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Water line projects move forward in Putnam

By Kara Moore

WINFIELD, W.Va. -- Water line extension projects in three outlying Putnam County neighborhoods took a tentative step forward Tuesday.

At least 80 percent of residents in Custer Ridge near Buffalo, Trace Fork/Mud River near Culloden, and Sigmon Fork near Red House have said they will take city water if lines are extended to their areas.

That's the threshold West Virginia American Water needs to make water line extensions financially viable, so those three projects can now move into the next phase.

The county has a list of at least a dozen other water line extension requests to consider. The commission considers a combination of factors when choosing which projects to pursue, including cost per customer.

A fourth neighborhood, Painter's Creek, was on the short list of this round of extensions, but only seven of 12 residents signed on, falling short of the required 80 percent.

In Custer Ridge, 20 of 22 residents signed on, Trace Fork/Mud River had 20 of 21, and Sigmon Fork had six of eight.

The cost will be $771,155 for Custer Ridge, $766,051 for Trace Fork/Mud River, and $300,025 for Sigmon Fork.

Funding would come through low-interest loans and, the county hopes, contributions from West Virginia American Water.

The water company withdrew from some water line-extension projects to which it had made commitments last year, including one in Putnam County. 

At the time, spokeswoman Laura Jordan said the utility had to withdraw from some projects because it had less funding available for public-private ventures but that she expected more funding to be available in the future.

Putnam will ask the utility for $50,600 for Custer Ridge, $48,300 for Trace Fork/Mud River, and $18,400 for Sigmon Fork. Donat said he's optimistic after preliminary talks with the company.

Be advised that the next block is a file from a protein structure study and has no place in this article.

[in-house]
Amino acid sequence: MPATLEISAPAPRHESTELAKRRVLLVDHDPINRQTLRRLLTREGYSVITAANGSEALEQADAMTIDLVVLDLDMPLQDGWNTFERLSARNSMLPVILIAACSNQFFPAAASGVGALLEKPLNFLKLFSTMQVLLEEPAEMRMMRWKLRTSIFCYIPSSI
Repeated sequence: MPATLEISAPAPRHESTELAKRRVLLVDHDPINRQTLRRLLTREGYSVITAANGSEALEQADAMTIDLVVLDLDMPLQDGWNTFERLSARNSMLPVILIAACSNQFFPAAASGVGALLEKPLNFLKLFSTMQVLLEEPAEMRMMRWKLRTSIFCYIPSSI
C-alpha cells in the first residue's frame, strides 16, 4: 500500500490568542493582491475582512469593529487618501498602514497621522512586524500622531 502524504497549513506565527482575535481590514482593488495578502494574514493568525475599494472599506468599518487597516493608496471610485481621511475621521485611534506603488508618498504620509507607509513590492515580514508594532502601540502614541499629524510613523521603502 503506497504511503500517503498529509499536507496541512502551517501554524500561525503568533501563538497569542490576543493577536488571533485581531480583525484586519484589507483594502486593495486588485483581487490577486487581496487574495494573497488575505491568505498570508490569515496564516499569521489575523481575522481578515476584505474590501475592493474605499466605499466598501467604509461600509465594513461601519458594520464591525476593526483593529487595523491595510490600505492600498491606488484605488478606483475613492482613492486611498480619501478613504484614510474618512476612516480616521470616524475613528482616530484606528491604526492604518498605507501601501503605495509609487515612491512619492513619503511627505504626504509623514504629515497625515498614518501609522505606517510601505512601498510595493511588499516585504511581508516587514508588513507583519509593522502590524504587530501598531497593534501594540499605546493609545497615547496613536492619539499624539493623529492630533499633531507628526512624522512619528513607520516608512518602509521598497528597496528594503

The county would likely fund the remainder through low-interest loans. The West Virginia Infrastructure and Jobs Development Council serves as a clearing house for water line-extension projects and will direct the county to appropriate loan programs.

Donat said the next step is to begin assembling the team of people who will work on funding applications and submit designs for review. The county didn't take any official action, but directed Donat to begin that process.

"Let's be proactive," Commissioner Joe Haynes said.

In other business, Donat told the commission that businesses in Putnam County are eligible to apply for Economic Injury Disaster Loans from the U.S. Small Business Administration in the wake of last summer's derecho.

The loans are meant to "help meet working capital needs caused by the disaster." Businesses are eligible whether or not they suffered physical damage during the storm.

For more information, visit http://disasterloan.sba.gov.

Finally, the commission approved a resolution for Veteran's Appreciation Day. The county's fifth annual Veteran's Appreciation ceremony will be 2 p.m. Nov. 4 at the courthouse in Winfield. The Putnam County Commission meets at 9 a.m. on the first and third Tuesday of each month at the county courthouse. All meetings are open to the public.


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